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Zarya Shaikh '22
BS Biochemistry, BA Women's, Gender and Sexuality Studies


Where are you originally from?

I’m a first-generation immigrant born in Brooklyn with roots in Pakistan. 


I will graduate with a Biochemistry, BS and a Women’s, Gender, and Sexuality Studies, BA with a specialization in Gender, Sexuality, and Public Health. 

As a high school senior, I was unsure whether to pursue biology or chemistry. I was fascinated by both. I had been doing research in a chemistry lab at the time and asked my principal investigator. He asked whether I was more interested in the clinical or research application of science. My answer was both, so I decided to pursue Biochemistry. 

As for the Women’s, Gender, and Sexuality Studies major, I came across the WGSS Department in my third year when my friends first raved about the WGSS introductory courses. I decided to stop by an open house and was inspired. The enthusiasm and passion of the faculty were unlike any I had seen before. I decided to take an introductory WGSS course, and the rest is history. The classes I have taken will allow me to connect with my future patients on another level, allowing me to understand the root of their tension towards a treatment they are unfamiliar with. I can create a treatment plan that best accommodates their thinking, traditions, and culture. I will remember the lessons I have learned long after graduation. 

Favorite class?

BIO 365: Biochemistry Lab will hold a special place in my heart. For as long as I can remember, I have been the first person to enter the lab and the very last person to leave. I can admit it’s not because I want to stay later. During one semester, I was scheduled for biology lab in the morning, chemistry lab in the afternoon, and physics lab that evening. I remember I was on track to finish an hour earlier than expected in the chemistry lab. Nerves got the best of me, and I ended up squeezing my test tube so hard that it broke in my hand. I ended up restarting and staying 45 minutes after all of my classmates had left. I couldn’t even submit my new product because of the extended time I took. I thought I was destined to forever leave lab alone as the last person. By the time I took BIO 365: Biochemistry Lab in my next semester, I accepted my fate and committed to being the last to leave. I guess my lab group signed the same agreement when we randomly selected our seats. From day one, we were the first ones to enter the lab and, no matter how hard we tried, we were also the last ones to leave. At some point, I stopped caring about the time once I entered that lab room. It didn’t matter as long as I had my labmates. It was with this lab group that I learned how to appreciate the process and embrace the mistakes. It took my lab group one semester to build up the self-esteem that I had broken down over years of failed experiments both inside the lab and outside of it. I had finally found someone to be last with.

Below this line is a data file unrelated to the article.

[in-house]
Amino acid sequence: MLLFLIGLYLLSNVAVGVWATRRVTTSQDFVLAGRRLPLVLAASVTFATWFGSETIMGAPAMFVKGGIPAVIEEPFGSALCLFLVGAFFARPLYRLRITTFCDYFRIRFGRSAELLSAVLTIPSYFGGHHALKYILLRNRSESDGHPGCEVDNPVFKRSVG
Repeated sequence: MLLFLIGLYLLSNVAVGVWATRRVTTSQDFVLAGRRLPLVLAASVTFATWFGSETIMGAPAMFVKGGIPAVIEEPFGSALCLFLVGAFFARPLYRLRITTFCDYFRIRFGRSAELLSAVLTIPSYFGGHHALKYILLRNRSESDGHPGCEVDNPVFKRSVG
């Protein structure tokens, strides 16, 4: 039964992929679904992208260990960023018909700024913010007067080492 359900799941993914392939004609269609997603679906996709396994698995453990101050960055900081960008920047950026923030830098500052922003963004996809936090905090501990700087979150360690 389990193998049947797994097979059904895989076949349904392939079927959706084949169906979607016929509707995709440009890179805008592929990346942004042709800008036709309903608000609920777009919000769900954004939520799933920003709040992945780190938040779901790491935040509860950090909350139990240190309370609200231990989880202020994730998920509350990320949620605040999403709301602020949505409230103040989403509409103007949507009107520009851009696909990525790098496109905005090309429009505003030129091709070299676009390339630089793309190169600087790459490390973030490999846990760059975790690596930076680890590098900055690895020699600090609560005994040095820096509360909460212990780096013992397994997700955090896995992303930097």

BIO 365.L02 Groups 04 and 05 holding the final product of their undergraduate careers.  

Interests and accomplishments:

I celebrate the end of every semester by baking a cake. I have finally perfected my date bundt cake with honey clove glaze! It was the perfect dessert to open the last fast of Ramadan after midterms were done.